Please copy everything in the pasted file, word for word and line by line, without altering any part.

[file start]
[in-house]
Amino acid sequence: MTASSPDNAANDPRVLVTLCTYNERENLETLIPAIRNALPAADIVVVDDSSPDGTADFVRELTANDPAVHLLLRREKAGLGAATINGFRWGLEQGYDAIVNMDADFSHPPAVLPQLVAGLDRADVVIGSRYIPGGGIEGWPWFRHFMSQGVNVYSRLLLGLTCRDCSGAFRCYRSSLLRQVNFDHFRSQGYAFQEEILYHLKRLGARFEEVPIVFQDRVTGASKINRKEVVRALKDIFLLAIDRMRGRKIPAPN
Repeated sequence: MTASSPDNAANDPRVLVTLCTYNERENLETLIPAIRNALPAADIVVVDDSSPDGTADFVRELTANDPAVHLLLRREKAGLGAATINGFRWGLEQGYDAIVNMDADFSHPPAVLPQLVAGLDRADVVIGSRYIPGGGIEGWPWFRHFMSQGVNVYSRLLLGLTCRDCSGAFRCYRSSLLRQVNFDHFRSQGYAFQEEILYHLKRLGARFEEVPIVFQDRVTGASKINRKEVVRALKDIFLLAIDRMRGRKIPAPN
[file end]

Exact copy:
[in-house]
Amino acid sequence: MTASSPDNAANDPRVLVTLCTYNERENLETLIPAIRNALPAADIVVVDDSSPDGTADFVRELTANDPAVHLLLRREKAGLGAATINGFRWGLEQGYDAIVNMDADFSHPPAVLPQLVAGLDRADVVIGSRYIPGGGIEGWPWFRHFMSQGVNVYSRLLLGLTCRDCSGAFRCYRSSLLRQVNFDHFRSQGYAFQEEILYHLKRLGARFEEVPIVFQDRVTGASKINRKEVVRALKDIFLLAIDRMRGRKIPAPN
Repeated sequence: MTASSPDNAANDPRVLVTLCTYNERENLETLIPAIRNALPAADIVVVDDSSPDGTADFVRELTANDPAVHLLLRREKAGLGAATINGFRWGLEQGYDAIVNMDADFSHPPAVLPQLVAGLDRADVVIGSRYIPGGGIEGWPWFRHFMSQGVNVYSRLLLGLTCRDCSGAFRCYRSSLLRQVNFDHFRSQGYAFQEEILYHLKRLGARFEEVPIVFQDRVTGASKINRKEVVRALKDIFLLAIDRMRGRKIPAPN